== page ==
Faith Involves Risk
The Biggest Risk Is Not Taking One
Thirty-six years ago today, the Space Shuttle Challenger exploded on ascent into earth orbit killing all seven crew members, including Christa McAuliffe, a school teacher. Also killed in the explosion was Judith Resnik, a 1966 graduate of Akron Firestone High School, where our sons Joshua and Jason attended. There is a memorial to Dr. Resnik at the school. An anonymous individual has flowers delivered to that memorial every year.
A few years ago there was a commercial for an investment firm that began with footage of the Apollos 11 astronauts on the moon. After the brief footage, the screen became dark and the following words appeared on the screen, “The biggest risk, is not taking one.”
I admire the risk takers. I honor our explorers—Magellan, Lewis and Clark, Ernest Shackleton, Frederick Cook, Neil Armstrong, and the seven astronauts on the Space Shuttle Challenger. I greatly respect those who risk themselves for the greater good. For them to stay at home may be the safest thing, but to journey forward in search of the truth that benefits others is a risk they are willing to take.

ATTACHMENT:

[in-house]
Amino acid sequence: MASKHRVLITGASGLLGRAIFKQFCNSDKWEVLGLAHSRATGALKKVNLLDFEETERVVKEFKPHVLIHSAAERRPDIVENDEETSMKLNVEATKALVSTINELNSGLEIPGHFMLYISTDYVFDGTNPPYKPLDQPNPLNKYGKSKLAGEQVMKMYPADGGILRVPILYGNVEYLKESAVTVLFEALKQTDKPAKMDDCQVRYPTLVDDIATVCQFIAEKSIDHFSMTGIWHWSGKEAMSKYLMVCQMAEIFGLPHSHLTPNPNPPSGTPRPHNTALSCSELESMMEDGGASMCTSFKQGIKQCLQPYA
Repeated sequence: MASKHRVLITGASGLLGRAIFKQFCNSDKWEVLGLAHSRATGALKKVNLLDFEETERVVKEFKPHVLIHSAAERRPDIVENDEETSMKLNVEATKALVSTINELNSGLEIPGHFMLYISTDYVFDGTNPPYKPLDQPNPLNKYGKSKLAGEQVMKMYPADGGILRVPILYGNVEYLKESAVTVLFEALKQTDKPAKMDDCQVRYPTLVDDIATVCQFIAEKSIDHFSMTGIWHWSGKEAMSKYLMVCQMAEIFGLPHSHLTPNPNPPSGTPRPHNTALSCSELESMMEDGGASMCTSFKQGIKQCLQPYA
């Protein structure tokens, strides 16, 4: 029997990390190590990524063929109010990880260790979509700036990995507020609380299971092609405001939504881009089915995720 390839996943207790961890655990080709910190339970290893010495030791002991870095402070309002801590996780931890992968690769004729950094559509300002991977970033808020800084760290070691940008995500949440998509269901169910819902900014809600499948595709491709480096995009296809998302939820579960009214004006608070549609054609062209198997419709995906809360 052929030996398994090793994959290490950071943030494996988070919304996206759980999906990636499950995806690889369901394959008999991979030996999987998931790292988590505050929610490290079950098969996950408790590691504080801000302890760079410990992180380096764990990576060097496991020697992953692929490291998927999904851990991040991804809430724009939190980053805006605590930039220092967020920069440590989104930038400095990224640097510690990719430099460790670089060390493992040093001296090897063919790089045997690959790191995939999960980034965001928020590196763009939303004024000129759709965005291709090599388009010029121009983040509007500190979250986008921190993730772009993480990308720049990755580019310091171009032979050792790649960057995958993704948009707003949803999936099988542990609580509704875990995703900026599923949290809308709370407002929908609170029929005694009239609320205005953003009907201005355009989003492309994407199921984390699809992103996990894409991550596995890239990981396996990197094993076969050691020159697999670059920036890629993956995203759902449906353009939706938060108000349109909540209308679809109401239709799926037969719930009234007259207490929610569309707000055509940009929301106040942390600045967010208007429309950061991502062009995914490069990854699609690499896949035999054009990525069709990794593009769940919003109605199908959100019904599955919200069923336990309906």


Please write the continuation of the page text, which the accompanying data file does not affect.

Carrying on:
Those of us who believe that Jesus is Lord must be willing to risk it all for the sake of the gospel in the world. For Christians should want the truth above all things. Jesus has not called us to a live a life of comfort and ease. Jesus has given us to the task of moving forward to make disciples of Jesus Christ for the transformation of the world. The older I get, the more I have come to realize that I must be willing to do whatever it takes to do my part in that endeavor. In the days I have left on this earth, they must be taken up in the Great Commission Jesus gave to all of his followers in Matthew 28. The biggest risk is not taking that risk. The biggest risk is preferring instead a life of comfort and stability, where my spare time is devoted mostly to my hobbies and not making disciples. The biggest risk is having to stand one day before my Lord and explain why I did not take the risk of being a faithful disciple in mission, ready to lose it all for the sake of the gospel in the world.
My Cuban Christian friend, Willie Santiago says, “Faith involves risk.” He is right. Faith is much more than comfort; it is what pushes us into a way of life that is less than certain, a way of life in which we can only acknowledge that God is in control.
We Christians are explorers. We journey in the ways of God ready for the surprises we will receive along the way as God does God's work through us.
The biggest risk is not taking one.
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